Embracing the Metric System, by Sara

sauregurkenzeit-german-english-expat-blogGuest article by Sara at sauregurkenzeit.wordpress.com

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Embracing the Metric System

Numbers are universal, but units definitely are not. Well, they almost are (looking at you, United States).

The Metric System vs. The Imperial System

The metric system vs. the imperial system has already caused many roadblocks in my conversations with Germans. Sure, many Germans speak English, but they don’t speak American English. So, since I am here to learn not only the German language but also the German way, I have decided to embrace the metric system.

This might not seem like an important thing to do. Sure, if you really want to, you can google the conversion from Fahrenheit to Celsius (Degrees Celsius = (Degrees Fahrenheit – 32)/1.8), but that isn’t the point. The point of becoming familiar with the metric system is to become familiar with Germany, and really the rest of the world too.

Little aspects of communication can make huge differences in an effective connection with another person. I notice this when I speak to my host family, and other new Germans I am meeting. A lot of conversations end in things like weather, speeds, and distances. What is the weather going to be like tomorrow? How far is Dallas from Purdue? What is the speed limit on this road? Often times, I am asked these, and other times, I am asking them. Either way, I don’t expect the whole world to change their extremely logical measurement system so that I can easily know what the weather is outside.

I can tell that my host family appreciates me trying to “speak metric” to them. Really, it seems like the least I can do, since I am staying in their home for 6 weeks without knowing a word of German. Plus, now I might actually know how long until the next train station, or how to dress when someone tells me the temperature. So, as I attempt to familiarize myself with the metric system, I have learned some tricks that have helped me remember how to simply compare values instead of converting them.

Fahrenheit to Celsius:

It helps to know that body temperature in Celsius is 37 degrees (96.7 F). A German taught me that it is easy to think about summer temperature in thirds. 12°C, roughly 1/3 of 37, usually means a cool day (jeans, closed-toed shoes, light jacket). If it’s rainy, you will probably keep your jacket on all day. If it is sunny, the jacket can come off, but you might need it in the shade. 12 degrees roughly translates to a cool spring day (54 degrees F). 24°C, roughly 2/3 of 37, is what most Germans would consider the perfect temperature. For perspective, this is roughly 75 F. Anything hotter, and Germans tend to be unhappy with the weather. This of course I find funny, since 75 degree weather in Texas ends in April, and it’s into the 90s from there! 75 degree weather usually means jeans, short sleeve shirt/light weight long sleeve, sandals if sunny, and probably still a light jacket, in case of rain, which is very common in Germany.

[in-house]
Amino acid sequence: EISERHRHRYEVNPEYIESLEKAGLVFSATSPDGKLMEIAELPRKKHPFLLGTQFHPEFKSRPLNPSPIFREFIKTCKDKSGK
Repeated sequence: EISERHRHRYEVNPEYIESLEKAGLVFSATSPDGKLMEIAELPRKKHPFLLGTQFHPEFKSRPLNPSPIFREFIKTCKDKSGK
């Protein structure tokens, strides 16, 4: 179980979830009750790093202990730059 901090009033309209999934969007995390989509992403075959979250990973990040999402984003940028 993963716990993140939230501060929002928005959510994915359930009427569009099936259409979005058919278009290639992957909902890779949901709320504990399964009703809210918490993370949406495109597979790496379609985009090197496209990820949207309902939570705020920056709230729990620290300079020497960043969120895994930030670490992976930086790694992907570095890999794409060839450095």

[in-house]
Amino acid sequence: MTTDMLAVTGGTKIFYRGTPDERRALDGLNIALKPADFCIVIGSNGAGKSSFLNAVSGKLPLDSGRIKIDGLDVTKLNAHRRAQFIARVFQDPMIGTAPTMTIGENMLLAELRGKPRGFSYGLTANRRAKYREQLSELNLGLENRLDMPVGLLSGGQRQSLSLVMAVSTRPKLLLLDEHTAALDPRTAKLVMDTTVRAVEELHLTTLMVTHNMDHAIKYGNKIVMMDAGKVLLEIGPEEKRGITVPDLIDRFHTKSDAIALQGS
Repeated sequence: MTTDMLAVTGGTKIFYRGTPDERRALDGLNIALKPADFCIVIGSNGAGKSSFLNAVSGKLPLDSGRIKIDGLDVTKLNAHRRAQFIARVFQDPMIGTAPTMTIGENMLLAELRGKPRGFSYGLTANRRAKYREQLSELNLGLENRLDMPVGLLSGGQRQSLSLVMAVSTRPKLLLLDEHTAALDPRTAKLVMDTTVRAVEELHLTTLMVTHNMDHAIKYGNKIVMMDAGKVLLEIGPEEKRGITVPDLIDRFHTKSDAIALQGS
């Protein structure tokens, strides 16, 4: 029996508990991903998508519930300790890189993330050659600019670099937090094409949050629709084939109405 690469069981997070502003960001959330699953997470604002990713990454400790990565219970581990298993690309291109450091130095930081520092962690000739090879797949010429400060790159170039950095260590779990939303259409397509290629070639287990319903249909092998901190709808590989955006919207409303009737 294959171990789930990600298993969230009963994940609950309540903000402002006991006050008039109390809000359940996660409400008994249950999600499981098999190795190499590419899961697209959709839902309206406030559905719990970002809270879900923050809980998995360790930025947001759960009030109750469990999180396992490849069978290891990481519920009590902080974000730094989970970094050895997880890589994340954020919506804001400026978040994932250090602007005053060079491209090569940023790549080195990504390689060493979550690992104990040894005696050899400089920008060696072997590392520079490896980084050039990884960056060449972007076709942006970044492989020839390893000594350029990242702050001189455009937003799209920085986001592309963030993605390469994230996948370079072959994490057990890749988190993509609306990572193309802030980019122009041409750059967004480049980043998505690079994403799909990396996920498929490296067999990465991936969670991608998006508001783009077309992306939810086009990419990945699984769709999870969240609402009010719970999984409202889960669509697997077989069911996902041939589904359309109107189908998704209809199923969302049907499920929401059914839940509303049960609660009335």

Miles to Kilometers

The easiest way to familiarize yourself with this conversion is to memorize a few equal points, and then use comparison from there to figure out a general sense of speed. So, here are the conversions I have memorized:

  • 20 mph (typical neighborhood road speed) = 32 kph (usually speed limit is 30-35 kph)
  • 40 mph (typical street speed) = 64 kph (usually speed limit is 60-65 kph)
  • 70 mph (typical highway speed) = 112 kph (Usually speed limit ranges from 100-110, since not everyone drives as fast as they do in Texas)

With these conversions, it is easy to recognize what the speed of the road is. Of course, if you aren’t driving, maybe you don’t care as much about this, or you are more likely to simply look at your dashboard, but I think it’s important to generally know how fast the speed limits are.

If you want to talk about distance, the easiest tip I can give you is to just do the rough calculation in your head. 1 mile is 1.6 kilometers, and by using a rounded version (1.5) this conversion isn’t too hard to do in your head. Eventually, this calculation is less necessary as you become more familiar with how long a kilometer really is. For now, I’m focusing on distance and temperature.

Since I didn’t give you a section on volume, just note one thing: A liter is 2.11 pints. And, another unrelated fact, German beer is stronger than American beer. That should do it on volume. If you too choose to familiarize yourself with the metric system, know that the rest of the world is on your side. Except Liberia and Myanmar.


Simple Tools and Tips:


Click here to read more from sauregurkenzeit.com. Thank you for sharing your post with us, Sara!

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